B310 History of Thought: Individuals 10941 32
B200 History of Economic Thought since 1925: General 639 3
B410 Economic Methodology 3868 20
B100 History of Economic Thought through 1925: General 505 3
B220 History of Economic Thought: macroeconomics 2292 8
B000 History of Economic Thought and Methodology: General 450
B120 History of Economic Thought: Classical 1760 9
B190 History of Economic Thought through 1925: Other 419 2
B250 History of Economic Thought since 1925: Socialist; Marxist 1714 11
B530 Current Heterodox Approach: Austrian 409 2
B130 History of Economic Thought Neoclassical through 1925 1539 1
B230 History of Economic Thought: Econometrics; Quantitative and Mathematical Studies 409 3
B520 Current Heterodox Approach: Institutional; Evolutionary 1389 8
B290 History of Economic Thought since 1925: Other 391 4
B210 History of Economic Thought: Microeconomics 908 2
B300 History of Thought: Individuals 254 1
B110 History of Economic Thought: Preclassical 856 3
B500 Current Heterodox Approach: General 149 2
B240 History of Economic Thought since 1925: Socialist; Marxian 820 4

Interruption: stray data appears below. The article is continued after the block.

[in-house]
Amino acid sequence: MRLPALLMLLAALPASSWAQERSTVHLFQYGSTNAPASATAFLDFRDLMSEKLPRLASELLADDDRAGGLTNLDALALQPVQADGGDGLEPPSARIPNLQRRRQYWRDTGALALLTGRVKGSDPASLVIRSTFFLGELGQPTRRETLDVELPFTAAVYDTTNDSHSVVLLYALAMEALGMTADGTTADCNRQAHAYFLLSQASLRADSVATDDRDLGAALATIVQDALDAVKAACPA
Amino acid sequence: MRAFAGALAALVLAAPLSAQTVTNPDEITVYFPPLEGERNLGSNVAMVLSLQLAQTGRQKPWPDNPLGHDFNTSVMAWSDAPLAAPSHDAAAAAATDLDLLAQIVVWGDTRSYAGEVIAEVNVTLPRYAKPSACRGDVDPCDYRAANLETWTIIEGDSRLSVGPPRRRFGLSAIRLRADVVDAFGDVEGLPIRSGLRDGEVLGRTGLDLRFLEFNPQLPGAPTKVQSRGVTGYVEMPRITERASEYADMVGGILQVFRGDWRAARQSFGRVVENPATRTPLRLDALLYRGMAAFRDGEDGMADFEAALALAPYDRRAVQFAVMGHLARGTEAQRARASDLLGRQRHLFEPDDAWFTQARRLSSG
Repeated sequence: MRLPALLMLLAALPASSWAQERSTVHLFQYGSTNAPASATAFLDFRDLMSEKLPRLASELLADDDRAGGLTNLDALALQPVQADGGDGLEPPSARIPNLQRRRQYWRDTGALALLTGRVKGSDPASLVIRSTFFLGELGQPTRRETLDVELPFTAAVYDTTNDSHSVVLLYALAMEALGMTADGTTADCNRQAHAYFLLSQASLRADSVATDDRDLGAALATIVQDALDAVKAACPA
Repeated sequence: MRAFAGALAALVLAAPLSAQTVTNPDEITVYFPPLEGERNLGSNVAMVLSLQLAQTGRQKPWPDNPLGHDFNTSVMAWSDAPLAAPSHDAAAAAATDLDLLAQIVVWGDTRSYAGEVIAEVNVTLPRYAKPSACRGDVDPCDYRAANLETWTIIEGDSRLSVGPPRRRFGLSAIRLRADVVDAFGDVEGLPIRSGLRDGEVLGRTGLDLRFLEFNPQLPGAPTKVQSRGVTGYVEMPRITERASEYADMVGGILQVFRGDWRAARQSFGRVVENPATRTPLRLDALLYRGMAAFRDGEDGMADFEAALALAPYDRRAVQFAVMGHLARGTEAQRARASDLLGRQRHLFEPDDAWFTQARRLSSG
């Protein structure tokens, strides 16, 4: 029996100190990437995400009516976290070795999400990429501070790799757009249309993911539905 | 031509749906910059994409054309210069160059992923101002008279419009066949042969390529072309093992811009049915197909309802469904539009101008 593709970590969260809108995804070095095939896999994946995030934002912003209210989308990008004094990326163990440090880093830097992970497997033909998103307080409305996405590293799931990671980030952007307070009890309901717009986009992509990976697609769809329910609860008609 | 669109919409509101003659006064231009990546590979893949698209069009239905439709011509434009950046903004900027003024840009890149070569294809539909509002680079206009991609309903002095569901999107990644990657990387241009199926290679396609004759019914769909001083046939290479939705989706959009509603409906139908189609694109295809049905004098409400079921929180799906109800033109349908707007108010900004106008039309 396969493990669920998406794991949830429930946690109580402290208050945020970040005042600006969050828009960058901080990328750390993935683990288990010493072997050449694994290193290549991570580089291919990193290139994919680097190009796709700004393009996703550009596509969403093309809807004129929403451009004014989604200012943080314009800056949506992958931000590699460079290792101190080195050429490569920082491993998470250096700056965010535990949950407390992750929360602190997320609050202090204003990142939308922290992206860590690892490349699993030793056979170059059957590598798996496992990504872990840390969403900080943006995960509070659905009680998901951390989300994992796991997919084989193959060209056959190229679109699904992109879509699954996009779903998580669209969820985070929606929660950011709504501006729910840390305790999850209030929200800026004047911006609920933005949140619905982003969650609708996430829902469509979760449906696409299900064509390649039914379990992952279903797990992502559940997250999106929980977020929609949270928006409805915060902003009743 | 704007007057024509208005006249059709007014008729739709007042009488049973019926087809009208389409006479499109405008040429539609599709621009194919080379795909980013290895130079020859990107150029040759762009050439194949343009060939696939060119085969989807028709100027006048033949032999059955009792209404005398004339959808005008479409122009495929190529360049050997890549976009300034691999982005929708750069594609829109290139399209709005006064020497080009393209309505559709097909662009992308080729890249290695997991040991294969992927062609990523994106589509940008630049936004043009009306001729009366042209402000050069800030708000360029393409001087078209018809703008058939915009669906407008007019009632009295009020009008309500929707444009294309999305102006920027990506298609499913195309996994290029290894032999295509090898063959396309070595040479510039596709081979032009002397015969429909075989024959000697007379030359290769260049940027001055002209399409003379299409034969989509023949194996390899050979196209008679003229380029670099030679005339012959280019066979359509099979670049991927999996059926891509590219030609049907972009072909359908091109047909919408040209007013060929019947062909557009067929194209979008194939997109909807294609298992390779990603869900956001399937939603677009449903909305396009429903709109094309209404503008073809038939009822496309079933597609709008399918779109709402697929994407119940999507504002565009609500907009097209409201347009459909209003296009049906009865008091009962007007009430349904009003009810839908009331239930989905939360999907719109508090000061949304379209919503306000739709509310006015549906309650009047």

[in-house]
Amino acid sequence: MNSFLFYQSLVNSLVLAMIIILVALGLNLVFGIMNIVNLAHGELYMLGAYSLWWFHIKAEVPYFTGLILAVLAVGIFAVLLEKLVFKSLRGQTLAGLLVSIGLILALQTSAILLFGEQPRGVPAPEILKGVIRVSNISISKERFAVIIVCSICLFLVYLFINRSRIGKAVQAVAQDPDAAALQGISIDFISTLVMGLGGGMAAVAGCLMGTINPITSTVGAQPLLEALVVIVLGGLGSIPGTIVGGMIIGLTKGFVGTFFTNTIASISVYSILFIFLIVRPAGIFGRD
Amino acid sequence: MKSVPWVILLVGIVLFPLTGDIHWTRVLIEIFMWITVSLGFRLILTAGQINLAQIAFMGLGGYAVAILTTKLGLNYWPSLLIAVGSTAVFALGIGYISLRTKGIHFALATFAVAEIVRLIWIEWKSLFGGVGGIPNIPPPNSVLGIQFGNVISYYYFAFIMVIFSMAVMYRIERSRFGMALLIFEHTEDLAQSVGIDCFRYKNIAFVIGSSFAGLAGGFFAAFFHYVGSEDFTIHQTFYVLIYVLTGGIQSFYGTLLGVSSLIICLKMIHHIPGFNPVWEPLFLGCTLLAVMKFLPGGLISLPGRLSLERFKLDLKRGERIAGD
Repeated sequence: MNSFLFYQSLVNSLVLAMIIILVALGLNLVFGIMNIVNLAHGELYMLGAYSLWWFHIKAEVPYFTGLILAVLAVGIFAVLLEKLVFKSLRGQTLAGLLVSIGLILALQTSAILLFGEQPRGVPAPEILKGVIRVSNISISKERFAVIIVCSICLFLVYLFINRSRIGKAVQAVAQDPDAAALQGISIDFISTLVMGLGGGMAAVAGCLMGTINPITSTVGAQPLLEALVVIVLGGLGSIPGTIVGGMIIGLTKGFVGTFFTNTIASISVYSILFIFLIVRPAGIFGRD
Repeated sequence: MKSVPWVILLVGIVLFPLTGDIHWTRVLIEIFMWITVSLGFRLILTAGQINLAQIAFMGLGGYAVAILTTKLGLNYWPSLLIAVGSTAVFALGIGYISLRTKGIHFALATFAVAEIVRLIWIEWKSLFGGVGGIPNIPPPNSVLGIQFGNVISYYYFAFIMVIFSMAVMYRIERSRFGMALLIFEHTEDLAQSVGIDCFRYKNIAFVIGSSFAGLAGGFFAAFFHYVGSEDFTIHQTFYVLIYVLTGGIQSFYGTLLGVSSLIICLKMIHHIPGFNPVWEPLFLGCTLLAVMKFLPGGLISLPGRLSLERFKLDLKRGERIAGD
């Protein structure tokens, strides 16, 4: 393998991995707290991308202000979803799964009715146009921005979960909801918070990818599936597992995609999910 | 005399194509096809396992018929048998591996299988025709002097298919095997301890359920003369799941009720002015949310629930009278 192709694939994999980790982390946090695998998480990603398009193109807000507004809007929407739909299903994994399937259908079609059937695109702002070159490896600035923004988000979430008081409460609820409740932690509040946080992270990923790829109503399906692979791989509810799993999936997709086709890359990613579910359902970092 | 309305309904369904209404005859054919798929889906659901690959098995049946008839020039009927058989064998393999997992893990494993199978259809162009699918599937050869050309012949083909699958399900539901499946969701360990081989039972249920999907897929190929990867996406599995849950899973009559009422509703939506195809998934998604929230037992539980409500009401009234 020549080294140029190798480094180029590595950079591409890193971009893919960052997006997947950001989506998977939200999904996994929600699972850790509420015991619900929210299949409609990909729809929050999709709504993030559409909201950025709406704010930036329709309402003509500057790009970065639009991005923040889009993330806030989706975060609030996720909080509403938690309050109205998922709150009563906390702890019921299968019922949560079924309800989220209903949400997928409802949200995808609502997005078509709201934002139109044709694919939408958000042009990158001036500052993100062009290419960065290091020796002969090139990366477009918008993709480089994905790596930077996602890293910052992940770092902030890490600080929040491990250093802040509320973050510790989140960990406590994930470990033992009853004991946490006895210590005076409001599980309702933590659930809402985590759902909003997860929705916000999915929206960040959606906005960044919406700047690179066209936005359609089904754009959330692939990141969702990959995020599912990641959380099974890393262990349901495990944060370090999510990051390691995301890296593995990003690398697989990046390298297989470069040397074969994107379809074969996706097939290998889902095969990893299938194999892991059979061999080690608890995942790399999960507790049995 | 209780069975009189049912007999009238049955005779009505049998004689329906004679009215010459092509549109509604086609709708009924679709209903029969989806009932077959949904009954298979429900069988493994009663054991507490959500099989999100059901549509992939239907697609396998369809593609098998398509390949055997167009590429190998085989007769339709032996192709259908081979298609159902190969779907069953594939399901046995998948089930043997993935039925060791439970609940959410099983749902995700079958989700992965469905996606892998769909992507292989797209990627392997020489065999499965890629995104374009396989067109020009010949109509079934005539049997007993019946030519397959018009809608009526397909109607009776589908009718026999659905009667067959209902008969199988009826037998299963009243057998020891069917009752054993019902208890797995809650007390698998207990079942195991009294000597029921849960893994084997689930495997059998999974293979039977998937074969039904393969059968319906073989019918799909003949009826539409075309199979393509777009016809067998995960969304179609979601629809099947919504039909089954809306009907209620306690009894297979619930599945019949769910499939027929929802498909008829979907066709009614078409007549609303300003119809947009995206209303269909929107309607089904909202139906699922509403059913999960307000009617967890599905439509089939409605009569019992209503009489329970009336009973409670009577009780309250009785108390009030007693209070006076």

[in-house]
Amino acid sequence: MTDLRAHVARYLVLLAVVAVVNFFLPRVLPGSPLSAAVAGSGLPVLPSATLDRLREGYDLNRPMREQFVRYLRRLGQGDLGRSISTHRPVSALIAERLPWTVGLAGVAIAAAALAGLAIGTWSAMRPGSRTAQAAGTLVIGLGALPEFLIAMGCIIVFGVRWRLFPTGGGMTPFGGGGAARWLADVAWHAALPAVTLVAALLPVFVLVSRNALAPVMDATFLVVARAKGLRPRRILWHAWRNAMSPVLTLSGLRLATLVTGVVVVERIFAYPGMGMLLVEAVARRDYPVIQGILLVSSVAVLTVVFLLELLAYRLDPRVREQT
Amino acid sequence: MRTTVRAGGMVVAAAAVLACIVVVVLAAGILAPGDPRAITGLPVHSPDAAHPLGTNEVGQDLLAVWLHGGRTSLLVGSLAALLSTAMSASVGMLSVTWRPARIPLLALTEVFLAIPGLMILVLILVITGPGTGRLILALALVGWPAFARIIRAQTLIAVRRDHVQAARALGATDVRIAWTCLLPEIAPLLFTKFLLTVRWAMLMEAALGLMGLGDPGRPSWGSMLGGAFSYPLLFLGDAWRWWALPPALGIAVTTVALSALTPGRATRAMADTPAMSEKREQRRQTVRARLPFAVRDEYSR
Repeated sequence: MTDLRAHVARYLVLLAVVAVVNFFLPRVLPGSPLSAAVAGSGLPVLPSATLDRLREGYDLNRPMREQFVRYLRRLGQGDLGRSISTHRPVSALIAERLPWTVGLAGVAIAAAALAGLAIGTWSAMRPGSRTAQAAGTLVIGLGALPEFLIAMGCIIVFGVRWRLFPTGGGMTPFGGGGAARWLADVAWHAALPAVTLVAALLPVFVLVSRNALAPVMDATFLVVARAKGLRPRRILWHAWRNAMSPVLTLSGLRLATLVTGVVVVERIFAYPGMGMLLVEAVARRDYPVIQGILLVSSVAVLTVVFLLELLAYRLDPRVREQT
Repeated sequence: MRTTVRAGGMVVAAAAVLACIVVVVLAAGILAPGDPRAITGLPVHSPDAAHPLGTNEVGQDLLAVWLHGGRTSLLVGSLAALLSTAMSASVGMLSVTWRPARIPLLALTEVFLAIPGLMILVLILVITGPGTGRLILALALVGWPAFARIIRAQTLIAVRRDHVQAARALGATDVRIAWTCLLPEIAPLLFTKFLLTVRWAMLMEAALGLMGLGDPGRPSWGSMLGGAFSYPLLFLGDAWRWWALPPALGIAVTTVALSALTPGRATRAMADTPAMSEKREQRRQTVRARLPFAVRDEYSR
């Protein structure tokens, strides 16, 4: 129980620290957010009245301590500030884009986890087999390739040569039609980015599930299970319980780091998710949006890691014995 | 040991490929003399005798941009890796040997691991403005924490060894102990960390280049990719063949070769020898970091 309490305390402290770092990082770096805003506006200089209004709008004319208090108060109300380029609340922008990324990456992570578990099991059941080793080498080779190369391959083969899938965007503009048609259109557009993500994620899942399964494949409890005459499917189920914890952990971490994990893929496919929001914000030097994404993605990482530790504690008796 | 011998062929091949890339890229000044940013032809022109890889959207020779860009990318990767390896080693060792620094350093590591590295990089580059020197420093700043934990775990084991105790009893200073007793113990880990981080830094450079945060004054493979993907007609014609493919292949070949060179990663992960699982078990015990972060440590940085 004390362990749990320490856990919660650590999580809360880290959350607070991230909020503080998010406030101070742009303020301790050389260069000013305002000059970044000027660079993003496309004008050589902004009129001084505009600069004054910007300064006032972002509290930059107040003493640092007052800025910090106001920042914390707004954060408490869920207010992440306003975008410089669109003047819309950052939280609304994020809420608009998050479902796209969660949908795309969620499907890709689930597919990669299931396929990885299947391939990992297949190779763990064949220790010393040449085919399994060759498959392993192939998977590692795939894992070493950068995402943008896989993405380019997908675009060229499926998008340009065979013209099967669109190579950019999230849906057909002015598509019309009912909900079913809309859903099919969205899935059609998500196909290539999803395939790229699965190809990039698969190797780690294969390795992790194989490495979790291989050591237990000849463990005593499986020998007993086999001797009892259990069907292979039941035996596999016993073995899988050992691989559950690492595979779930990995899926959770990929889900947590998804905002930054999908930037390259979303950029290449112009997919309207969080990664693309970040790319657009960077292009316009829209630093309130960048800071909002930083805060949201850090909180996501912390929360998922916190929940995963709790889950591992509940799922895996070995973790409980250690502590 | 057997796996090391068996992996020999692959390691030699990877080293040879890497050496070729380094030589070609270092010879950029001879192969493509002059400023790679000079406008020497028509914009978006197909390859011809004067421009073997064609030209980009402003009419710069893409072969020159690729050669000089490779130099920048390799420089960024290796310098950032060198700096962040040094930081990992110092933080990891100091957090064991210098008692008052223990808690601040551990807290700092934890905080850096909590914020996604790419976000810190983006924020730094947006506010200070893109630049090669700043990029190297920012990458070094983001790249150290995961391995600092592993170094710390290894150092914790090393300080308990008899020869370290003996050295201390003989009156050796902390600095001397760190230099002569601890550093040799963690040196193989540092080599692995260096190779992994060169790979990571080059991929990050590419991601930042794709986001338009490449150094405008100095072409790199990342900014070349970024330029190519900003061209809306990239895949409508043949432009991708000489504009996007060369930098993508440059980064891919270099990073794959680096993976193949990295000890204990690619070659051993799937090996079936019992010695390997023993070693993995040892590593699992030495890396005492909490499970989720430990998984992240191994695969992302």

B320 Obituaries 134 0
B510 Current Heterodox Approach: Socialist; Marxian; Sraffian 794 8
B540 Feminist Economics 104 0
B150 History of Economic Thought through 1925: Historical; Institutional 743 1
B590 Current Heterodox Approaches: Other 45 0
B400 Economic Methodology: General 706 1
B490 Economic Methodology: Other 39 0
B140 History of Economic Thought through 1925: Socialist; Marxist 705 3
B160 History of Economic Thought: Quantitative and Mathematical 27 0

As to the topics, the highest score is for individual authors, B310–HT: Individuals (10941); followed by B410–Economic Methodology (3868); B220–HET: Macroeconomics (2292); B120–HET: Classical (including Adam Smith) (1760); B250–HET since 1925: Historical, Institutional, Evolutionary, Austrian (1714); and B520–Current Heterodox Approaches:
Institutional, Evolutionary (1389).